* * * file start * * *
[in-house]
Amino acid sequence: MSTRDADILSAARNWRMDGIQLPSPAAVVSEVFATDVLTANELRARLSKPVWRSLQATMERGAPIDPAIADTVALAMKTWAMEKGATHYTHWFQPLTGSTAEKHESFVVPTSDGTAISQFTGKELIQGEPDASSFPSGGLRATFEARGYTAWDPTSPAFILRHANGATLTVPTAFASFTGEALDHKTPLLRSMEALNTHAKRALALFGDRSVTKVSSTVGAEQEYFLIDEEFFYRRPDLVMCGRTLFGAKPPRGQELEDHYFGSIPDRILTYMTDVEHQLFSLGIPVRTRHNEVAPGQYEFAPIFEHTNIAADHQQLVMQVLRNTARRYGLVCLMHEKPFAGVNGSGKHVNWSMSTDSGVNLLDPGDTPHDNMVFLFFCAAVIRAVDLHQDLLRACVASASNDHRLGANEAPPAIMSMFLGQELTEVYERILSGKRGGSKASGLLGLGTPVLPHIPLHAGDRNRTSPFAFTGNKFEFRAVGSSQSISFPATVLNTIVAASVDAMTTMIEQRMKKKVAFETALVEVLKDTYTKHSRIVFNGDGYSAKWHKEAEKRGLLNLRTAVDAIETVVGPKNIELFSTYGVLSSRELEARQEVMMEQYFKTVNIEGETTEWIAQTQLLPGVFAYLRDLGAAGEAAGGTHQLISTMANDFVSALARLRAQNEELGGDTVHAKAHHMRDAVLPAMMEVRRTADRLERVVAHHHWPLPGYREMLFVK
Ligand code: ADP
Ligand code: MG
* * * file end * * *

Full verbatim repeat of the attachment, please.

[in-house]
Amino acid sequence: MSTRDADILSAARNWRMDGIQLPSPAAVVSEVFATDVLTANELRARLSKPVWRSLQATMERGAPIDPAIADTVALAMKTWAMEKGATHYTHWFQPLTGSTAEKHESFVVPTSDGTAISQFTGKELIQGEPDASSFPSGGLRATFEARGYTAWDPTSPAFILRHANGATLTVPTAFASFTGEALDHKTPLLRSMEALNTHAKRALALFGDRSVTKVSSTVGAEQEYFLIDEEFFYRRPDLVMCGRTLFGAKPPRGQELEDHYFGSIPDRILTYMTDVEHQLFSLGIPVRTRHNEVAPGQYEFAPIFEHTNIAADHQQLVMQVLRNTARRYGLVCLMHEKPFAGVNGSGKHVNWSMSTDSGVNLLDPGDTPHDNMVFLFFCAAVIRAVDLHQDLLRACVASASNDHRLGANEAPPAIMSMFLGQELTEVYERILSGKRGGSKASGLLGLGTPVLPHIPLHAGDRNRTSPFAFTGNKFEFRAVGSSQSISFPATVLNTIVAASVDAMTTMIEQRMKKKVAFETALVEVLKDTYTKHSRIVFNGDGYSAKWHKEAEKRGLLNLRTAVDAIETVVGPKNIELFSTYGVLSSRELEARQEVMMEQYFKTVNIEGETTEWIAQTQLLPGVFAYLRDLGAAGEAAGGTHQLISTMANDFVSALARLRAQNEELGGDTVHAKAHHMRDAVLPAMMEVRRTADRLERVVAHHHWPLPGYREMLFVK
Ligand code: ADP
Ligand code: MG